"The Global Consciousness Project, also known as the EGG Project, is an international multidisciplinary collaboration of scientists, engineers, artists and others continuously collecting data from a global network of physical random number generators located in 65 host sites worldwide. The archive contains over 10 years of random data in parallel sequences of synchronized 200-bit trials every second."
Now, for those who don’t know, here are a couple give aways to discern and detect SPAM.
Examine the title of who it purports to be from. In this case, it’s “diamond jewellery in Australia.” THAT should be a dead give away. In addition to the BAD SPELING. Idiots.
The origin of the purported sender is from some far away place… like Germany. At least the email address is.
The web site address – in this case, it’s an obvious title as “store.” And a quick check of the URL “commerce.usinternet.com” reveals… NOTHING! That’s because it’s a fraud.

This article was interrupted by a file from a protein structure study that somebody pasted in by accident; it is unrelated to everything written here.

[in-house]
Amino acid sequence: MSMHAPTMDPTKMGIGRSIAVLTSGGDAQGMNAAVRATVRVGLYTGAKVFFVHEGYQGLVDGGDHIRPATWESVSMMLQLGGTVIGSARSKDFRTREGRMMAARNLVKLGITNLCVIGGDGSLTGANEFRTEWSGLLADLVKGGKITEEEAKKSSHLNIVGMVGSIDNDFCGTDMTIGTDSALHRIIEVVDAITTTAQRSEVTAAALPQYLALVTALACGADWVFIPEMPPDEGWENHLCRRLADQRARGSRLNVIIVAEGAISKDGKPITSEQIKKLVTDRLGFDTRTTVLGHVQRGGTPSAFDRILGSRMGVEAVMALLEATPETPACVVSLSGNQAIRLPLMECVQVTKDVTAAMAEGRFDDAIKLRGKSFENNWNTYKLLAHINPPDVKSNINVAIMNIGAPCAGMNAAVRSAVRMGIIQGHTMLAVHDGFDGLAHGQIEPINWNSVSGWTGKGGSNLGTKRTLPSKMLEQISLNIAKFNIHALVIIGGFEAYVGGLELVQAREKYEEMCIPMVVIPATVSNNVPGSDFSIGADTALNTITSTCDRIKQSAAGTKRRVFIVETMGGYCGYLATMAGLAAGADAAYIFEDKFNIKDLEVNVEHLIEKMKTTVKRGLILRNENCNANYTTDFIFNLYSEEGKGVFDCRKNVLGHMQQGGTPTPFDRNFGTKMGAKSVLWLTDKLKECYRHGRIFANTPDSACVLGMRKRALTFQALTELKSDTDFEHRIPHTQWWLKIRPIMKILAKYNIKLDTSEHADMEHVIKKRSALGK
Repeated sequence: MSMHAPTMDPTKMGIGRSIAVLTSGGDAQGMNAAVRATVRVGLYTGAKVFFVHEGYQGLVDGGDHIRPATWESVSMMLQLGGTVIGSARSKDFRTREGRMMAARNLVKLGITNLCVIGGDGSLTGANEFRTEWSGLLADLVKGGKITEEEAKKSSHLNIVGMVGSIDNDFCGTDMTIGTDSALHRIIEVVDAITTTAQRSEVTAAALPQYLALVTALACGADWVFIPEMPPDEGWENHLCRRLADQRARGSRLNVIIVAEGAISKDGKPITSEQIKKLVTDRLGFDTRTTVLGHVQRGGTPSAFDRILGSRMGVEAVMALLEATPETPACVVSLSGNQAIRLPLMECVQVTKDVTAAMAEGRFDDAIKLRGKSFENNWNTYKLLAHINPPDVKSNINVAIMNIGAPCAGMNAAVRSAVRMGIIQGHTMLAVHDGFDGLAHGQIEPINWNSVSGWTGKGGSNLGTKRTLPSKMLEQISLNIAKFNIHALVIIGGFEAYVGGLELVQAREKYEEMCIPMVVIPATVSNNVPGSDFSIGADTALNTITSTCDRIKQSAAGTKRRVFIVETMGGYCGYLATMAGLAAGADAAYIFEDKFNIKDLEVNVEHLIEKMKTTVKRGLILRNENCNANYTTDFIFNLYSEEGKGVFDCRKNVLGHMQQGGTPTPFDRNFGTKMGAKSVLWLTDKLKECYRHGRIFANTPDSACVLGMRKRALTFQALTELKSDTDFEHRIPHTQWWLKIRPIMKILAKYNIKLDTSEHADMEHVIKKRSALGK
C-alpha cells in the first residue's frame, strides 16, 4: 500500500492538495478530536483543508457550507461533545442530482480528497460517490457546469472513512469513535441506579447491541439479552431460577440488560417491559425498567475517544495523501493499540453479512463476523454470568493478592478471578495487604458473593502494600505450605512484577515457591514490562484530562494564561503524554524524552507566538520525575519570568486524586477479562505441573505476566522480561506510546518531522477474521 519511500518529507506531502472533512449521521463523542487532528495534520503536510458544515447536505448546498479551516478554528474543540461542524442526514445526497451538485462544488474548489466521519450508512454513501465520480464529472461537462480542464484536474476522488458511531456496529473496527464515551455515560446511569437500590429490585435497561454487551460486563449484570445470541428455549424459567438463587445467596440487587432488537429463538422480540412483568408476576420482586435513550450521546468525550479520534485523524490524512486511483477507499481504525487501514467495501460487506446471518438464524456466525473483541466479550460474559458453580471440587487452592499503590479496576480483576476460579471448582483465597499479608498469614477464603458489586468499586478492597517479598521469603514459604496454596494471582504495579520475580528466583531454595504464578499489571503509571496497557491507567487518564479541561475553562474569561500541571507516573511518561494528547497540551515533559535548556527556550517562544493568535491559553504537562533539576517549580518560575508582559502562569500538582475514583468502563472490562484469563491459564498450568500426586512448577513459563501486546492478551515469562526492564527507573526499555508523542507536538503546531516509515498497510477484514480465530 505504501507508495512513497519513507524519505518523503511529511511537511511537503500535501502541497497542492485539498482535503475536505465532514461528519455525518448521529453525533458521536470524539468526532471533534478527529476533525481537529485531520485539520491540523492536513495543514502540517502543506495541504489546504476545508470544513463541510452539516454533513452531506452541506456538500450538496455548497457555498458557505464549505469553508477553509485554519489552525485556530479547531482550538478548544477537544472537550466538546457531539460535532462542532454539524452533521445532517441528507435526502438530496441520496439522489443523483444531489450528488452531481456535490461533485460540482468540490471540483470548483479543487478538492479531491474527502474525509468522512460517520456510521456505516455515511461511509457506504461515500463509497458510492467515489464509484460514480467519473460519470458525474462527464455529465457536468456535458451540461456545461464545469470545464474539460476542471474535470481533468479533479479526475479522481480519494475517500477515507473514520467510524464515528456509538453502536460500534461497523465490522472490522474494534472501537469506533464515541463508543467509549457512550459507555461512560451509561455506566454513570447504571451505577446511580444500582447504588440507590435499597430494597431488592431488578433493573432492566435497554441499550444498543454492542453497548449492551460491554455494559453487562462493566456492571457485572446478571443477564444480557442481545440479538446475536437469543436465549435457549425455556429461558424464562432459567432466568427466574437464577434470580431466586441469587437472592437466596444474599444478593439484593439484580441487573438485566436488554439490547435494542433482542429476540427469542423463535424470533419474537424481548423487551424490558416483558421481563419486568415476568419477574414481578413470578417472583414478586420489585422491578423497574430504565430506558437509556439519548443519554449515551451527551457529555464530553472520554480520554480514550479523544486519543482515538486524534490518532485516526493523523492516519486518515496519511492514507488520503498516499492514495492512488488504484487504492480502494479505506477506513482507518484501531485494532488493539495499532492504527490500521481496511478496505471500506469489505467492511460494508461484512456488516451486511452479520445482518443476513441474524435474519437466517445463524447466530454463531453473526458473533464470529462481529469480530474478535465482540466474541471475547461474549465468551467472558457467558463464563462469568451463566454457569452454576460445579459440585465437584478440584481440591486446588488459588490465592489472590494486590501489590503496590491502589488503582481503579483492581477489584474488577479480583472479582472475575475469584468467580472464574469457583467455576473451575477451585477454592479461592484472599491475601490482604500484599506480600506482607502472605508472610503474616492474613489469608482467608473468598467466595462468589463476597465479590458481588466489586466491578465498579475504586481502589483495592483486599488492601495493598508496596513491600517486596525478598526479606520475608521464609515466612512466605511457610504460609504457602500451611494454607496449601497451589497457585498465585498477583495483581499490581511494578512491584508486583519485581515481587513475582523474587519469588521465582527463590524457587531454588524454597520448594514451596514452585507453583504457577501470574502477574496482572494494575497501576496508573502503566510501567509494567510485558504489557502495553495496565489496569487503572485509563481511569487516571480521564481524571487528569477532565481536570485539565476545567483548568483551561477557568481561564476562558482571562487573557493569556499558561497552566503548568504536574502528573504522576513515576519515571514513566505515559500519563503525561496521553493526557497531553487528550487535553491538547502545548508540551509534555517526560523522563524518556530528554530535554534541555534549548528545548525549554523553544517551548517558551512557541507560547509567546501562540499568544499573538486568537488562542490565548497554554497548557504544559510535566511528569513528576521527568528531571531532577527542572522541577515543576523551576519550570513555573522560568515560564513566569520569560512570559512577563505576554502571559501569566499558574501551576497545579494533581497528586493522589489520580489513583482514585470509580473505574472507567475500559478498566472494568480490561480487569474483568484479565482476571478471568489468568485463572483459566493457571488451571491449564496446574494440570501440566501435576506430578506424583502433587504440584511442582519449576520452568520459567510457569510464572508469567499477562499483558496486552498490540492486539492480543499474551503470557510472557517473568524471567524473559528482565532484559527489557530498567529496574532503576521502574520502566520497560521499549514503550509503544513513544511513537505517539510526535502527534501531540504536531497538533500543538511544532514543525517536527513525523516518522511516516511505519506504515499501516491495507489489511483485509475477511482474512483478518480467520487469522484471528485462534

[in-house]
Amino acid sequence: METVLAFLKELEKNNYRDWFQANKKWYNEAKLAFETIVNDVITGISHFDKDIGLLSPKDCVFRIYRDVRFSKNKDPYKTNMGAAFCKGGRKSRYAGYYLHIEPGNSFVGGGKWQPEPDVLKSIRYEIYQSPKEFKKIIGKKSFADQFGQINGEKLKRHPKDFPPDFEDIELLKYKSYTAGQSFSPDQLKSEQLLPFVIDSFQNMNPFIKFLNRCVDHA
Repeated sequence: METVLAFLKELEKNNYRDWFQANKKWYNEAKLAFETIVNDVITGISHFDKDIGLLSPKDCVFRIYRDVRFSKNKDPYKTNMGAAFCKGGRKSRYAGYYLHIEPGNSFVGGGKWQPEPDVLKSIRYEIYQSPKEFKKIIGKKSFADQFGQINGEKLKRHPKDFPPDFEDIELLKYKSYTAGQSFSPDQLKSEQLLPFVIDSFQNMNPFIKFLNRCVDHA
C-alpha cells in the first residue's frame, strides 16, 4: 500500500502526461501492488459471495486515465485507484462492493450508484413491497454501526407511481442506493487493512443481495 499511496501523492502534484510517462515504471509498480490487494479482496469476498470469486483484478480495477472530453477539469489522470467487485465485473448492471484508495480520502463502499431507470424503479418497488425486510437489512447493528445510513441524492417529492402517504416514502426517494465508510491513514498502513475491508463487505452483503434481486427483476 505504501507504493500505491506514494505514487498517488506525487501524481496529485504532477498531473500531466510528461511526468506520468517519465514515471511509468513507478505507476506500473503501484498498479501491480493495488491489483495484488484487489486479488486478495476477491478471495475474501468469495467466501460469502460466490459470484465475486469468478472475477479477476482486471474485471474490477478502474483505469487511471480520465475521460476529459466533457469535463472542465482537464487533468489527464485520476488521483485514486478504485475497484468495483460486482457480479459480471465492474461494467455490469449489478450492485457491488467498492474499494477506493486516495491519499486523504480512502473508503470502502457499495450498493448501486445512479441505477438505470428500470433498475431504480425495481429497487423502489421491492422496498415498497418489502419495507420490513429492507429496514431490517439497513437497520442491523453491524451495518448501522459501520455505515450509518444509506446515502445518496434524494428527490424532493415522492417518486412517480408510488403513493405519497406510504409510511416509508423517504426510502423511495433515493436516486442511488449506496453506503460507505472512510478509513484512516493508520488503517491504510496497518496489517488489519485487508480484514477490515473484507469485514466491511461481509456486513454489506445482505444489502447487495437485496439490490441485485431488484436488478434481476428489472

The IP is another dead giveaway. A whois search on 18.104.22.168 returned the following information: network:IP-Network:22.214.171.124/29 network:Organization:DigitalFyre Internet Solutions, LLC. network:Street-Address:14260 West Newberry Road #168 network:City:Newberry network:State:FL network:Postal-Code:32669 network:Country-Code:US
The message in the body of text asks for something. In this instance they want ANY, EVERY and ALL social media locales where in the victim of the attack (and this is an attack) may be posting, such as Facebook, Twitter, and LinkedIn. It’s almost like saying “Please Br’er Fox, don’t throw me in the briar patch!”
Sure, the lingo in the body of text looks great. Not only that, it sounds very good! In fact, there are a few emoticons thrown in for good measure. They give added ‘credence’ to the ‘message.’ But alas, it’s all for naught.
Hi Moik! I hope it’s helpful to you, and to others! One very important thing to do is to check the IP address of the sender, and see who the registrant is. You’ll find the IP located beneath the commenter’s ID section, and it’s there whether or not they choose to share a name, or email address – even a fake one. Simply copy & paste it into any search engine, and take your pick of what pops up. That way, it’s a confirmation of whether the respondent & message is SPAM, or not.